According to Stotsenburg, touring tires may be either symmetric or asymmetric, but will likely be a five-rib tire depending on size.
“A well-designed grand touring tire will provide a tread package that will balance the need for good handling and braking with very good noise and ride,” he says. “The compound will often be enhanced with silica while also meeting the higher mileage expectations. The mechanical elements of the tread design will work to provide the most important benefits with a look that will enhance the vehicle for the end-user.”
Jason Yard, marketing director for Nexen Tire America, says that touring tires should deliver all-season capabilities, at least in wet weather.
“Longevity is expected more than in other segments, and great grip for peace of mind while cornering,” he adds. “It generally comes down to the rubber compound and tread patterns. They work together to provide grip in wet, dry and snow, all while lasting a long time and being quiet and comfortable on the road.”
While tire performance generally is a trade-off – meaning when one performance metric improves, another deteriorates – in the touring segment, balancing all performance metrics is important, according to Park.
“Making the most balanced tire by combining the technologies of all parts, including compound, structure and tread design, is key to making a touring tire that is competitive and unique in this segment,” he says.
“Because the touring segment is the largest volume segment in the industry, its tires need to appeal to several types of consumers,” McKenny says. “Safety is priority number one for most consumers, and the industry has delivered a large array of touring tires with safety features and benefits. Consumers also prioritize tread life and durability. Regionally, winter capability is very important as it merges the necessity of safety with discernable performance differentiation in products.”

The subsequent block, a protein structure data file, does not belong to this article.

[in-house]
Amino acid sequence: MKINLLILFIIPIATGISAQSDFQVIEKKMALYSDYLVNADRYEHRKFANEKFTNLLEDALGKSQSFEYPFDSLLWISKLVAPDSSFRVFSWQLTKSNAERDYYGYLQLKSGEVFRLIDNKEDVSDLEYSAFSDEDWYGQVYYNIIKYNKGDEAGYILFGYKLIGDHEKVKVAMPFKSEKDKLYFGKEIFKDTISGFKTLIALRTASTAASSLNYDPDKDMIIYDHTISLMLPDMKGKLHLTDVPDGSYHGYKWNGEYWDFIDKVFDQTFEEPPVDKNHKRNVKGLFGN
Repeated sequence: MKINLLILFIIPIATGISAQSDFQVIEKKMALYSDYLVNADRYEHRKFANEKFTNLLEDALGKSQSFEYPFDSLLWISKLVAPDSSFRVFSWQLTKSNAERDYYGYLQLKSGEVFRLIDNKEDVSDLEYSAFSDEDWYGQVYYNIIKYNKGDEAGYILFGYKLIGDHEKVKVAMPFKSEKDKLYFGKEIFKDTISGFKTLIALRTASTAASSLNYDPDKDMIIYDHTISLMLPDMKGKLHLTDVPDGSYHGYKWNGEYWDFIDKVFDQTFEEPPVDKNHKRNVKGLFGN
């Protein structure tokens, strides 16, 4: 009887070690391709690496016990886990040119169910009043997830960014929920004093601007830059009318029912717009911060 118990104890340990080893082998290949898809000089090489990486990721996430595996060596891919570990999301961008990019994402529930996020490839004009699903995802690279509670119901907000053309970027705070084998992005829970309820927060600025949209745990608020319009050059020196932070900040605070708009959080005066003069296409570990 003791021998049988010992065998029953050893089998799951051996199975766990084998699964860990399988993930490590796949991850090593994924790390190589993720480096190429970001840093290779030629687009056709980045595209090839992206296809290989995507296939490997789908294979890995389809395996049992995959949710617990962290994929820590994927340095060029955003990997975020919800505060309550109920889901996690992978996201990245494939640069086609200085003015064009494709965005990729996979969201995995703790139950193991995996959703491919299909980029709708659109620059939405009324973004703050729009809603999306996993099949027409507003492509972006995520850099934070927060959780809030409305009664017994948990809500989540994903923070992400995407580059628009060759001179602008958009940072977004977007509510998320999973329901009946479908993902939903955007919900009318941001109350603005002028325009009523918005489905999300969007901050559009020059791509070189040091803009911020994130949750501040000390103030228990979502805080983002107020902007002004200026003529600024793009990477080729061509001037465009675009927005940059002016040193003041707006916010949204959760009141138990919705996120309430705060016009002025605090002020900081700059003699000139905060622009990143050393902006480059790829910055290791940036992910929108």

One trend affecting tire performance is the increasing need for touring tires to meet the demands of the projected growth of the electric vehicle (EV) segment, according to Stotsenburg.
“There will be an increasing percentage of vehicles that will benefit from optimized rolling resistance, low noise, enhanced ride and improved wear while (requiring a tire that meets) the vehicle’s needs for the torque associated with EV,” he explains. “Growing considerations for touring tires are the need to improve rolling resistance for fuel economy improvements. As there are an increasing number of hybrid, plug-in hybrid and EV vehicles, this will continue to escalate in importance.”
Balancing Customer Needs
With a wide range of offerings comes the challenge of determining the best touring tire option for your customers.